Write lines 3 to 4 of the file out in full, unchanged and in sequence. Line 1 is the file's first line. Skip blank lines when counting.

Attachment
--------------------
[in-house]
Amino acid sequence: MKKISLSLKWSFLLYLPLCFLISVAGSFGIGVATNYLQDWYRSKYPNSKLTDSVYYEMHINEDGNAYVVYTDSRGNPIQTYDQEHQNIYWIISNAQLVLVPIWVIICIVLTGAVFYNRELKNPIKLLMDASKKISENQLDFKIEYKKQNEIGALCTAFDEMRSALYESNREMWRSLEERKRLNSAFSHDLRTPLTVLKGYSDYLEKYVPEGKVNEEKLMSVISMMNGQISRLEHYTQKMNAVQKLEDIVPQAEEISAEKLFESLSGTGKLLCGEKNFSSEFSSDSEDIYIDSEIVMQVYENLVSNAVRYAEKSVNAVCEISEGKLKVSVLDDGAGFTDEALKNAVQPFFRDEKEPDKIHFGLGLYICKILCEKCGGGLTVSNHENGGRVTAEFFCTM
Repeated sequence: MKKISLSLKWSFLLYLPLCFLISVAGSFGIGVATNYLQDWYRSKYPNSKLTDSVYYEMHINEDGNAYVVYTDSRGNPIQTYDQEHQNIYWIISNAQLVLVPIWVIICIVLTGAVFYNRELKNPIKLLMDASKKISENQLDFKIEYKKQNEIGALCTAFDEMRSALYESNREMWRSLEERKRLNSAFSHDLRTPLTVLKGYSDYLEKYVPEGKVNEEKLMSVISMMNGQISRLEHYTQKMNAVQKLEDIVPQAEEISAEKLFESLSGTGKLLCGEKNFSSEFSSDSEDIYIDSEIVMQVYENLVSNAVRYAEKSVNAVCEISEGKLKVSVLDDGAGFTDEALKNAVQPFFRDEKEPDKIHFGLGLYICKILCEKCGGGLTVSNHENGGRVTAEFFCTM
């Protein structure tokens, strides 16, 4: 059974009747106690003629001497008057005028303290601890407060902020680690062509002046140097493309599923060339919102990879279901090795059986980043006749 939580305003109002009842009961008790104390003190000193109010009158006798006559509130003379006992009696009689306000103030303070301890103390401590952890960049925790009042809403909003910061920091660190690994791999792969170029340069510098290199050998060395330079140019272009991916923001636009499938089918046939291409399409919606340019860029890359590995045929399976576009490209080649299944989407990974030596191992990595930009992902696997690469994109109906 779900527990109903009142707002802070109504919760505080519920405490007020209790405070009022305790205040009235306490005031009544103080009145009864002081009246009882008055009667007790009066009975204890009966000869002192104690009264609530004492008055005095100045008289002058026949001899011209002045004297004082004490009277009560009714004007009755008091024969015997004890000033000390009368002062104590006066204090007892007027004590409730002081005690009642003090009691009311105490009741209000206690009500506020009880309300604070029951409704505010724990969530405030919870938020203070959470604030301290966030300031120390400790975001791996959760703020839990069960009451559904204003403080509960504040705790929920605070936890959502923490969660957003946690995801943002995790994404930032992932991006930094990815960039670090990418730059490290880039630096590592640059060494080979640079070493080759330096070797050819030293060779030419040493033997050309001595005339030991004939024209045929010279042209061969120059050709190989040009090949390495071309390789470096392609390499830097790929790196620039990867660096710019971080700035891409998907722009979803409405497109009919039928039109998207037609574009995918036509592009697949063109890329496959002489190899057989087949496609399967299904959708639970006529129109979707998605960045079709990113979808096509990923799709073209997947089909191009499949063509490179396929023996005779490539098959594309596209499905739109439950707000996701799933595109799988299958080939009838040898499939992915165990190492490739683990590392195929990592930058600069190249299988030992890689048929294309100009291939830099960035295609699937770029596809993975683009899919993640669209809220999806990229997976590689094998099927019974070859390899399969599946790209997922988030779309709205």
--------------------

Repeated sequence: MKKISLSLKWSFLLYLPLCFLISVAGSFGIGVATNYLQDWYRSKYPNSKLTDSVYYEMHINEDGNAYVVYTDSRGNPIQTYDQEHQNIYWIISNAQLVLVPIWVIICIVLTGAVFYNRELKNPIKLLMDASKKISENQLDFKIEYKKQNEIGALCTAFDEMRSALYESNREMWRSLEERKRLNSAFSHDLRTPLTVLKGYSDYLEKYVPEGKVNEEKLMSVISMMNGQISRLEHYTQKMNAVQKLEDIVPQAEEISAEKLFESLSGTGKLLCGEKNFSSEFSSDSEDIYIDSEIVMQVYENLVSNAVRYAEKSVNAVCEISEGKLKVSVLDDGAGFTDEALKNAVQPFFRDEKEPDKIHFGLGLYICKILCEKCGGGLTVSNHENGGRVTAEFFCTM
């Protein structure tokens, strides 16, 4: 059974009747106690003629001497008057005028303290601890407060902020680690062509002046140097493309599923060339919102990879279901090795059986980043006749 939580305003109002009842009961008790104390003190000193109010009158006798006559509130003379006992009696009689306000103030303070301890103390401590952890960049925790009042809403909003910061920091660190690994791999792969170029340069510098290199050998060395330079140019272009991916923001636009499938089918046939291409399409919606340019860029890359590995045929399976576009490209080649299944989407990974030596191992990595930009992902696997690469994109109906 779900527990109903009142707002802070109504919760505080519920405490007020209790405070009022305790205040009235306490005031009544103080009145009864002081009246009882008055009667007790009066009975204890009966000869002192104690009264609530004492008055005095100045008289002058026949001899011209002045004297004082004490009277009560009714004007009755008091024969015997004890000033000390009368002062104590006066204090007892007027004590409730002081005690009642003090009691009311105490009741209000206690009500506020009880309300604070029951409704505010724990969530405030919870938020203070959470604030301290966030300031120390400790975001791996959760703020839990069960009451559904204003403080509960504040705790929920605070936890959502923490969660957003946690995801943002995790994404930032992932991006930094990815960039670090990418730059490290880039630096590592640059060494080979640079070493080759330096070797050819030293060779030419040493033997050309001595005339030991004939024209045929010279042209061969120059050709190989040009090949390495071309390789470096392609390499830097790929790196620039990867660096710019971080700035891409998907722009979803409405497109009919039928039109998207037609574009995918036509592009697949063109890329496959002489190899057989087949496609399967299904959708639970006529129109979707998605960045079709990113979808096509990923799709073209997947089909191009499949063509490179396929023996005779490539098959594309596209499905739109439950707000996701799933595109799988299958080939009838040898499939992915165990190492490739683990590392195929990592930058600069190249299988030992890689048929294309100009291939830099960035295609699937770029596809993975683009899919993640669209809220999806990229997976590689094998099927019974070859390899399969599946790209997922988030779309709205």